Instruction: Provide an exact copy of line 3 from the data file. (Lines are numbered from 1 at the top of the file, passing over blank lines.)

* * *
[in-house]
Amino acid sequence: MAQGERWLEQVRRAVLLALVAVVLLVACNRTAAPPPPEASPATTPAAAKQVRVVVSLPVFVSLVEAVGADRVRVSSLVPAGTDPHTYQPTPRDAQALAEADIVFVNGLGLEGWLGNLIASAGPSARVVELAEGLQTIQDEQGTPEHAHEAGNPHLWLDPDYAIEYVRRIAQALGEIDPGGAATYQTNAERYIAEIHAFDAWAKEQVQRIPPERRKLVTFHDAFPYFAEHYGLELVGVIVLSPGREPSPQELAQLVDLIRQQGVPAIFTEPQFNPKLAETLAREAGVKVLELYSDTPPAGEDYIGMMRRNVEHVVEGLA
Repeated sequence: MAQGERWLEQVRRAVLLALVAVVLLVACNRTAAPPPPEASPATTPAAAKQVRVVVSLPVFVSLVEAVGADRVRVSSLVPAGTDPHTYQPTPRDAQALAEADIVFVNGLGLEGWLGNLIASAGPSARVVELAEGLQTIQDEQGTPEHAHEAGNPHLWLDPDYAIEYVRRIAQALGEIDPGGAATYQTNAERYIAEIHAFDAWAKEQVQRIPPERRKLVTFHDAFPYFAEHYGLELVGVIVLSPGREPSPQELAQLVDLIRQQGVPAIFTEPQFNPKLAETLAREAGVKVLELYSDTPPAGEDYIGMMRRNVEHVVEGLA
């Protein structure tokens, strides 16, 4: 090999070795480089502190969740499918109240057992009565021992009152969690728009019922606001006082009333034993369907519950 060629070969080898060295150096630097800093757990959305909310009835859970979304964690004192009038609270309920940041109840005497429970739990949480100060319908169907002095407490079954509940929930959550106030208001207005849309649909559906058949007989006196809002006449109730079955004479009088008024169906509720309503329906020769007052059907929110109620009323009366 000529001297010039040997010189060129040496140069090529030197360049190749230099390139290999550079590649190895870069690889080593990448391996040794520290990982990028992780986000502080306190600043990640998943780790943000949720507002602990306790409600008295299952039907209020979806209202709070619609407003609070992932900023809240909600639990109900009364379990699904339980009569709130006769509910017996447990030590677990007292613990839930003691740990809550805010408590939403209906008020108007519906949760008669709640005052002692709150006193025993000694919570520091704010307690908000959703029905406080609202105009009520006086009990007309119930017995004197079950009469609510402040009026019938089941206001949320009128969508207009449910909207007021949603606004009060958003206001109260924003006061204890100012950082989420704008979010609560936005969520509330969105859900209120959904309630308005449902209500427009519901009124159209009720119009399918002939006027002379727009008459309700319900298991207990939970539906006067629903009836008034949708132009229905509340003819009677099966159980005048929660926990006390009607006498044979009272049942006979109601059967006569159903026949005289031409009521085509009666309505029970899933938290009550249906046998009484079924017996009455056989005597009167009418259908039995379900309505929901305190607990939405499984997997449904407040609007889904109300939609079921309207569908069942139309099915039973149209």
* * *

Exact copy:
Repeated sequence: MAQGERWLEQVRRAVLLALVAVVLLVACNRTAAPPPPEASPATTPAAAKQVRVVVSLPVFVSLVEAVGADRVRVSSLVPAGTDPHTYQPTPRDAQALAEADIVFVNGLGLEGWLGNLIASAGPSARVVELAEGLQTIQDEQGTPEHAHEAGNPHLWLDPDYAIEYVRRIAQALGEIDPGGAATYQTNAERYIAEIHAFDAWAKEQVQRIPPERRKLVTFHDAFPYFAEHYGLELVGVIVLSPGREPSPQELAQLVDLIRQQGVPAIFTEPQFNPKLAETLAREAGVKVLELYSDTPPAGEDYIGMMRRNVEHVVEGLA